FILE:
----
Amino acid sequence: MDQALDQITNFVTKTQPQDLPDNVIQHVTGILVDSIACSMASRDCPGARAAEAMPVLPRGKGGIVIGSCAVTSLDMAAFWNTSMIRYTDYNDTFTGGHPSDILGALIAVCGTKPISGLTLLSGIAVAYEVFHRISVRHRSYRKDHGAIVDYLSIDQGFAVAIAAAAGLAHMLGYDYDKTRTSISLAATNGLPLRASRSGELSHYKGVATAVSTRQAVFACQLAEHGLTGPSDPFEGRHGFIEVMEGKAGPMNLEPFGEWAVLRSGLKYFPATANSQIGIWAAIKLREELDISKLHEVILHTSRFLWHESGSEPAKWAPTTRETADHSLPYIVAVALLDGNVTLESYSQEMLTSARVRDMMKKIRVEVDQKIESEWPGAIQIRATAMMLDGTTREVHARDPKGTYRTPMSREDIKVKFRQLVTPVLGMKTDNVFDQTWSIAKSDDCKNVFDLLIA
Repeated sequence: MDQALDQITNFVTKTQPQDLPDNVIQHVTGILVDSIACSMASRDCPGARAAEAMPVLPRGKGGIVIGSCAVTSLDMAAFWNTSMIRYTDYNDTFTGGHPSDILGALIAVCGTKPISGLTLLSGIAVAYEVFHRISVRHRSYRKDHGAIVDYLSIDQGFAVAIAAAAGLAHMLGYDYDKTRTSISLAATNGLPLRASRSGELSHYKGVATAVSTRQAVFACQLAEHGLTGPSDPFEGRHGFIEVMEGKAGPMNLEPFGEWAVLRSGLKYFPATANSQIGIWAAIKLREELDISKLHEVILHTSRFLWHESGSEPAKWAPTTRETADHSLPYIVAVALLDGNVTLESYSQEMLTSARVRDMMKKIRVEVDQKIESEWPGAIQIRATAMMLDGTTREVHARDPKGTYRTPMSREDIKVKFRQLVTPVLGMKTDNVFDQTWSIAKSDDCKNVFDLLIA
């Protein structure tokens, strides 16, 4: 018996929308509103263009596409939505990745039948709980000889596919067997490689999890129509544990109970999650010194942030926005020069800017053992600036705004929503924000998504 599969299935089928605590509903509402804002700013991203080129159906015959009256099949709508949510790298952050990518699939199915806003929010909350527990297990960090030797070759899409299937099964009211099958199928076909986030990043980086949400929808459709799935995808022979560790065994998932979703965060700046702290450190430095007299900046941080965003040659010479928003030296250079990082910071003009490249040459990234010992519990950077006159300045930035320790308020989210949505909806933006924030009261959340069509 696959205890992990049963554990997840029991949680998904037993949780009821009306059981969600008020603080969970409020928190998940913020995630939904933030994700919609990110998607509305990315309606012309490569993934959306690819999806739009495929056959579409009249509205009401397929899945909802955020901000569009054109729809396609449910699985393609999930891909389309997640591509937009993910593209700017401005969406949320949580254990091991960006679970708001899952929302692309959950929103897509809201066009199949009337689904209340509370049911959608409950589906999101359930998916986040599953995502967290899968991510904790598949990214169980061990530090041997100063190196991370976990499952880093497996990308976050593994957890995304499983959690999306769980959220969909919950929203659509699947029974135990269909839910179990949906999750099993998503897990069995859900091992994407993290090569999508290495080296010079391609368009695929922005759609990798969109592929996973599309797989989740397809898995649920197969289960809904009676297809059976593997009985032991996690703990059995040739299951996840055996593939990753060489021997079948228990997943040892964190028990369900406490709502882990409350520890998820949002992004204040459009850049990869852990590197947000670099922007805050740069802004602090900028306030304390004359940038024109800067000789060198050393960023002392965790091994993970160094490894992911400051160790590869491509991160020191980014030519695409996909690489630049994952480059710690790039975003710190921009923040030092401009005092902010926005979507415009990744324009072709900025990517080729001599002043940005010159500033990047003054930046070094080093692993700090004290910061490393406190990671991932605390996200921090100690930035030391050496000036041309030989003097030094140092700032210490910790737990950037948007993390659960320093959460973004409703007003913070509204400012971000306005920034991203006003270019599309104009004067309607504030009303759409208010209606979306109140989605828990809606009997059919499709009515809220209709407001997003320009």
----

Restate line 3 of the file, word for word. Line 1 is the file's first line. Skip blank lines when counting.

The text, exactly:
């Protein structure tokens, strides 16, 4: 018996929308509103263009596409939505990745039948709980000889596919067997490689999890129509544990109970999650010194942030926005020069800017053992600036705004929503924000998504 599969299935089928605590509903509402804002700013991203080129159906015959009256099949709508949510790298952050990518699939199915806003929010909350527990297990960090030797070759899409299937099964009211099958199928076909986030990043980086949400929808459709799935995808022979560790065994998932979703965060700046702290450190430095007299900046941080965003040659010479928003030296250079990082910071003009490249040459990234010992519990950077006159300045930035320790308020989210949505909806933006924030009261959340069509 696959205890992990049963554990997840029991949680998904037993949780009821009306059981969600008020603080969970409020928190998940913020995630939904933030994700919609990110998607509305990315309606012309490569993934959306690819999806739009495929056959579409009249509205009401397929899945909802955020901000569009054109729809396609449910699985393609999930891909389309997640591509937009993910593209700017401005969406949320949580254990091991960006679970708001899952929302692309959950929103897509809201066009199949009337689904209340509370049911959608409950589906999101359930998916986040599953995502967290899968991510904790598949990214169980061990530090041997100063190196991370976990499952880093497996990308976050593994957890995304499983959690999306769980959220969909919950929203659509699947029974135990269909839910179990949906999750099993998503897990069995859900091992994407993290090569999508290495080296010079391609368009695929922005759609990798969109592929996973599309797989989740397809898995649920197969289960809904009676297809059976593997009985032991996690703990059995040739299951996840055996593939990753060489021997079948228990997943040892964190028990369900406490709502882990409350520890998820949002992004204040459009850049990869852990590197947000670099922007805050740069802004602090900028306030304390004359940038024109800067000789060198050393960023002392965790091994993970160094490894992911400051160790590869491509991160020191980014030519695409996909690489630049994952480059710690790039975003710190921009923040030092401009005092902010926005979507415009990744324009072709900025990517080729001599002043940005010159500033990047003054930046070094080093692993700090004290910061490393406190990671991932605390996200921090100690930035030391050496000036041309030989003097030094140092700032210490910790737990950037948007993390659960320093959460973004409703007003913070509204400012971000306005920034991203006003270019599309104009004067309607504030009303759409208010209606979306109140989605828990809606009997059919499709009515809220209709407001997003320009």